Auto loan rates are surging alongside vehicle prices
The automobile market still hasn't fully recovered from pandemic-era supply disruptions — and now rising interest rates are also clobbering affordability.
The big picture: Vehicle sales are at lows not seen in a decade, and buyers are shelling out record amounts for new SUVs, cars and trucks.
- The average annual percentage rate on a new vehicle loan rose to 5.9% in September, from 4.1% last December. APRs are now at their highest level since 2019, according to new data from Edmunds.
By the numbers: The average monthly payment on a new vehicle hit a high of $703 during the quarter.
- The amount that buyers financed for a new vehicle reached an all-time high of $41,347, compared to $38,315 last year.
- Rates are pricier for used car loans — the average is 9.2%, according to data from Edmunds.
- 14% of borrowers in Q3 committed to paying $1,000 or more a month on their car loan — compared to 8.3% in 2021.
What's happening: Inventory is still low due to lingering supply chain snags. Demand, though down from the giddy highs of 2021, remains elevated.
- Some of it is pent-up, as it's been hard to buy a car these past few years.
- Automakers are still feeling optimistic about sales holding up, reports the WSJ. As a result, they aren't subsidizing loans as much as they used to — there's no need for that, with inventories so low.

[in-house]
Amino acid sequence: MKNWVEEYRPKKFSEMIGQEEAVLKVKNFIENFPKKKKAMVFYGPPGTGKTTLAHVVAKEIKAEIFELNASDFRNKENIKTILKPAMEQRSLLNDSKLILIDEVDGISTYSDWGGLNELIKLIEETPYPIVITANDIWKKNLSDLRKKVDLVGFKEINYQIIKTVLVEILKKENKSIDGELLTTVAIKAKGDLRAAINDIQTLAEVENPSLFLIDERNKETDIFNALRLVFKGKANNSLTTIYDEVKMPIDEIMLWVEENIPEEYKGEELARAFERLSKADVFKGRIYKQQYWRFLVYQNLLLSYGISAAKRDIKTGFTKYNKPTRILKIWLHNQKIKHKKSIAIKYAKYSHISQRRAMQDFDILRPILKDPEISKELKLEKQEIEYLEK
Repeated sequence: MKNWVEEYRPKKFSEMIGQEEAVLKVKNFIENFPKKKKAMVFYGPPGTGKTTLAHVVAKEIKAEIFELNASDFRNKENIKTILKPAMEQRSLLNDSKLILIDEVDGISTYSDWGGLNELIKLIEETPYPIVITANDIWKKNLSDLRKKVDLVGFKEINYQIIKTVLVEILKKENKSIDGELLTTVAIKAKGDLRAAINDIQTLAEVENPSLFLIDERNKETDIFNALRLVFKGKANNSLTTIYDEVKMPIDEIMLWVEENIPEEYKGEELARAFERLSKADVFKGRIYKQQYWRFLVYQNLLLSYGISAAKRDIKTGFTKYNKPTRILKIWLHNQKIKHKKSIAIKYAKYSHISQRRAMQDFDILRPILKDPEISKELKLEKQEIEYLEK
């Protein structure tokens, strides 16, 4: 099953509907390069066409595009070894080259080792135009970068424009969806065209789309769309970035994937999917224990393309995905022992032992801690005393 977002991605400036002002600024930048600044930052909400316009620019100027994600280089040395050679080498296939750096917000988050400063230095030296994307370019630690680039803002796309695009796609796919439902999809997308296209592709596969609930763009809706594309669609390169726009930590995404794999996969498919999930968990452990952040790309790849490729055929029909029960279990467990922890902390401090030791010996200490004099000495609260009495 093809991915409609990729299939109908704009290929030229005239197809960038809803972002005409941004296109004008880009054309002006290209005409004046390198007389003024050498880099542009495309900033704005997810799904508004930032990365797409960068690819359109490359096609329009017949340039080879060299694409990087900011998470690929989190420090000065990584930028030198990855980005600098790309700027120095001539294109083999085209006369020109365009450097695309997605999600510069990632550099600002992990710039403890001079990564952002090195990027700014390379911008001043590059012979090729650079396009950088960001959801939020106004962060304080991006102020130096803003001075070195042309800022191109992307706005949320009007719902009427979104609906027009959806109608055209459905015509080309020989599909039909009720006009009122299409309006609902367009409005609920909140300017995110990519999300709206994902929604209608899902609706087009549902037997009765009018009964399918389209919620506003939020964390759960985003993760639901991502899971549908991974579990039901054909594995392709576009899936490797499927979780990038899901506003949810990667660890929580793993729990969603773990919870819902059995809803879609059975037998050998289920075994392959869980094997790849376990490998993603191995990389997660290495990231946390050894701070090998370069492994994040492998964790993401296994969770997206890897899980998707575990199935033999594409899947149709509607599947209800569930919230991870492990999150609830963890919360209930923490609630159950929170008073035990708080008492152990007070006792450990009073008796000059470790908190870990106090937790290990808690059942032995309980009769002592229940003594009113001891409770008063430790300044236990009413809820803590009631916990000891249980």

- "Gone are the days of 0% financing on new vehicles," the WSJ wrote.
- And, of course, rates overall are going up because the Federal Reserve is hiking rates to squash demand.
This isn't just a supply chain story. Even before the pandemic, Americans were spending more on vehicles and increasingly buying expensive SUVs and trucks.
- "We're Americans — we want bigger and better, more stuff, more bells and whistles," says Jessica Caldwell, an analyst at Edmunds.
- In 2010 about half of all vehicles Americans bought were cars, according to Edmunds data. In the first half of 2022 — even when gas prices were surging — cars were just a quarter of purchases. SUVs comprised 55%, and trucks, 20%.
What to watch: How long demand can hold up as consumers deal with record inflation as the Fed keeps raising rates to cool the economy.